A carving with a unique story stands at the entrance to the Tauranga Campus of Waikato University in Durham St, Tauranga. The campus is holding an open community day today, Saturday May 11.
‘Te Toka a Tirikawa’ was carved by Whare Thompson with help from local artists, Pohe and Rikirau Luttenberger.
Commissioned by the University of Waikato for the Tauranga Campus, the piece was carved from a swamp kauri log, some six metres in length.
I called in to the old fire station building at the Tauranga Historic Village in February to see Whare as he worked on it. He pointed out to me the various features of the carving.
“This speaks about local history,” says Whare.
Whare Thompson at work
He told me the story of a group of people who once lived at Te Kaha. Apparently their chief, Apanui Ringamutu, often felt like a miserable failure as his men had been beaten so many times in battles. Depressed, their mana was very low, and they had a low opinion of themselves. During another battle retreat, Apanui called out to the tohunga of the enemy tribe Hikawera, who was watching them.
“Aue! Why am I always such a failure as a warrior chief?” asked Apanui.
“That which you seek,” said the tohunga, “will be found by following the setting sun.”
On returning home to his pa, Apanui thought about what the tohunga had said. Finally, he decided that somewhere in the Western Bay of Plenty, in Tauranga Moana, there was someone who could give him the power to succeed, and to really become a toa.
Meanwhile in the pa at Matuaiwi in Tauranga Moana, a tohunga called Kinomoerua was in his kumara patch chanting a karakia to protect the crop from the kumara grub.
He owned a pet tui that could talk, and it followed him wherever he went. The tui called out to him.
“Koka ē! Tahia te marae – Hey Dad, better get the marae ready.”
This was how the tui warned Kinomoerua that visitors were approaching and he needed to get ready to greet them and offer hospitality.
Kinomoerua went back to his Matuaiwi pa and welcomed Apanui.
After speeches, Apanui told Kinomoerua why he had travelled there. Could Kinomoerua tell him how to become a successful toa?
Kinomoerua said nothing, but led his visitor to look out over the harbour towards Rangiwaea and Matakana. As they looked, a bird swooped down out of the sky and dived into the water. It was a kawau, a shag.
Soon the bird reappeared above the water. It opened its mouth and ate the wind. It had failed to catch the fish it had been after. Several times it opened its mouth and achieved nothing.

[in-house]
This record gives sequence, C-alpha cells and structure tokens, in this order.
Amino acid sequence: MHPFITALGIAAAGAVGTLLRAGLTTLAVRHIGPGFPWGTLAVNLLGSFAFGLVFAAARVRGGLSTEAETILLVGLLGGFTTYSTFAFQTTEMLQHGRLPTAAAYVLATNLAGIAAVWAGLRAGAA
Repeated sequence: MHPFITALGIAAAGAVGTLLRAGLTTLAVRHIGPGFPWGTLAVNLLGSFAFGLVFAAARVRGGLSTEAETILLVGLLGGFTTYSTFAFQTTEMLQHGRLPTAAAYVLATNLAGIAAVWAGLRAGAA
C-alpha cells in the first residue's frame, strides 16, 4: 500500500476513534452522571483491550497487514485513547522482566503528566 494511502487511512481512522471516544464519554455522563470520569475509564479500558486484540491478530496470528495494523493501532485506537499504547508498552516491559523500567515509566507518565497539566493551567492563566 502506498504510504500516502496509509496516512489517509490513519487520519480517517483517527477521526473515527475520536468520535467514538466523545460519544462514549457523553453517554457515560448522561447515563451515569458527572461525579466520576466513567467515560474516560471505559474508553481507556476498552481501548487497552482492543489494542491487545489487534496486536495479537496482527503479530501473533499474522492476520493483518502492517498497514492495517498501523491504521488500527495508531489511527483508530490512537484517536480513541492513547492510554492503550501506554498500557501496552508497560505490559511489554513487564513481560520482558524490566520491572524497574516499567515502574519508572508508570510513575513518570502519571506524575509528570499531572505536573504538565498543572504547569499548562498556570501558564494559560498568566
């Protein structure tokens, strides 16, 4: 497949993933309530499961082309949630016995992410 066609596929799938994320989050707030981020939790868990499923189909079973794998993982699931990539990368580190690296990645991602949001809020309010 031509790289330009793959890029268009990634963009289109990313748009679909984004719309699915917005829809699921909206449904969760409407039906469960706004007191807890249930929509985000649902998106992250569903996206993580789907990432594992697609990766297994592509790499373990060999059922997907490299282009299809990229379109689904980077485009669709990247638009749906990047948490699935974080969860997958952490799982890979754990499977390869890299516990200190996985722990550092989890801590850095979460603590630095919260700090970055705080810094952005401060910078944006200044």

“See that shag?” asked Kinomoerua. “Don’t you perform like that, Apanui, it gets nothing, and like you, it gets nowhere.”
The pair paddled across the harbour to Maunganui, and beached their canoe alongside Mauao where the rocks guard the entrance to the harbour. They sat on the slope and looked down on the rock called Te Toka a Tirikawa, or North Rock, as it is often called now.
The waves crashed and broke over the rock in succession, over and over again. Each time the rock reappeared as the foaming waves poured off it.
“See that rock?” asked Kinomoerua. “Look on Te Toka a Tirikawa and conduct yourself as it does. Ka ngaro ka ngaro, ka ea ka ea Te Toka a Tirikawa.”
Apanui was greatly encouraged and never forgot the vision of the waves breaking on the rock of Tirikawa. He defeated his enemy Hikawera of Ngati Porou and went on to further victories.
“This carving talks about the trials and tribulations that Apanui experienced,” says Whare, “and the wise words from Kinomoerua telling him he needs to look around him for the answer in his environment.”
Whare points out to me the various designs in his carving. The carving itself is the shape of a Pouwhenua weapon/landmarker. There’s the talking tui, and above it waves crashing on Tirikawa – North Rock. There are wave and koru patterns. As I gaze on the designs I see the story coming to life.
“The university gave me the brief for the carving,” says Whare. “I know the story, but went to Tamati Tata, an elder here, and he filled me in on the deeper meaning behind the story and how Apanui became wiser.
“So the connection between the university and learning is about coming here to Tauranga Moana to gain knowledge and wisdom.”
A carver, he’s also been carving out a significant national reputation retelling historical stories through his craft.
Whare likes to work alongside local artists, carvers and weavers, and brings them on board some of his projects. He has had the help from a couple of local artists, Pohe and Rikirau Luttenberger, to complete ‘Te Toka a Tirikawa’.
The carving was installed into the entrance to the university, and covered until it was blessed on February 20 by local elders.
Meanwhile, Whare plans a break with his family overseas, before returning to start more carvings, this time for The Elms Te Papa Tauranga, the new Farmer’s building on Elizabeth Street, and Tauranga Marina.